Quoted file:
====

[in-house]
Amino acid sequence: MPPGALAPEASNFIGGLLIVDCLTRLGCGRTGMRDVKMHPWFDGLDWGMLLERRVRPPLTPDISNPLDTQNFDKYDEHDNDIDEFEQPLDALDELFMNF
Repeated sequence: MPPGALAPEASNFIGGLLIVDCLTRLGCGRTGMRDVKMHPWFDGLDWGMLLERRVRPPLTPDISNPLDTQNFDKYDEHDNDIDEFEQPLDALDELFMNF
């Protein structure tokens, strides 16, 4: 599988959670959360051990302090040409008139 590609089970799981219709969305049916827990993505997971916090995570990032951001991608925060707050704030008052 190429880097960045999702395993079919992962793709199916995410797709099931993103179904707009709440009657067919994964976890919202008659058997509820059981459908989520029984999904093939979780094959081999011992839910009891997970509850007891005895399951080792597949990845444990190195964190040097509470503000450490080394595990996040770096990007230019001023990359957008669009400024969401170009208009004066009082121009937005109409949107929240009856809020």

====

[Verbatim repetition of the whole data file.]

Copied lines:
[in-house]
Amino acid sequence: MPPGALAPEASNFIGGLLIVDCLTRLGCGRTGMRDVKMHPWFDGLDWGMLLERRVRPPLTPDISNPLDTQNFDKYDEHDNDIDEFEQPLDALDELFMNF
Repeated sequence: MPPGALAPEASNFIGGLLIVDCLTRLGCGRTGMRDVKMHPWFDGLDWGMLLERRVRPPLTPDISNPLDTQNFDKYDEHDNDIDEFEQPLDALDELFMNF
């Protein structure tokens, strides 16, 4: 599988959670959360051990302090040409008139 590609089970799981219709969305049916827990993505997971916090995570990032951001991608925060707050704030008052 190429880097960045999702395993079919992962793709199916995410797709099931993103179904707009709440009657067919994964976890919202008659058997509820059981459908989520029984999904093939979780094959081999011992839910009891997970509850007891005895399951080792597949990845444990190195964190040097509470503000450490080394595990996040770096990007230019001023990359957008669009400024969401170009208009004066009082121009937005109409949107929240009856809020």